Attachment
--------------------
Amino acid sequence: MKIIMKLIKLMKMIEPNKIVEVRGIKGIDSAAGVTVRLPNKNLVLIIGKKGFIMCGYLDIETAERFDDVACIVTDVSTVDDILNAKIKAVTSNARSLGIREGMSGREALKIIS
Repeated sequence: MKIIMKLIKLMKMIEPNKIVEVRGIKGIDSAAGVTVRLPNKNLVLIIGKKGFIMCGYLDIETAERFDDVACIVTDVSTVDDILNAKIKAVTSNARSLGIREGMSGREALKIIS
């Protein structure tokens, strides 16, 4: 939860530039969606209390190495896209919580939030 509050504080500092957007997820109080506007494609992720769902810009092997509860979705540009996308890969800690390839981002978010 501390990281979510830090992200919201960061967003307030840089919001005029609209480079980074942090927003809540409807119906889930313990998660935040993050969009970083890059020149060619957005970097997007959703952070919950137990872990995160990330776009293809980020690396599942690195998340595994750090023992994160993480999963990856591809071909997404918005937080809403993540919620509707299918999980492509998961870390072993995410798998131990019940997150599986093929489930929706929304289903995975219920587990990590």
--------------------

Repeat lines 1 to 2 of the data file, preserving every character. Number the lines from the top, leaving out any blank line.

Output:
Amino acid sequence: MKIIMKLIKLMKMIEPNKIVEVRGIKGIDSAAGVTVRLPNKNLVLIIGKKGFIMCGYLDIETAERFDDVACIVTDVSTVDDILNAKIKAVTSNARSLGIREGMSGREALKIIS
Repeated sequence: MKIIMKLIKLMKMIEPNKIVEVRGIKGIDSAAGVTVRLPNKNLVLIIGKKGFIMCGYLDIETAERFDDVACIVTDVSTVDDILNAKIKAVTSNARSLGIREGMSGREALKIIS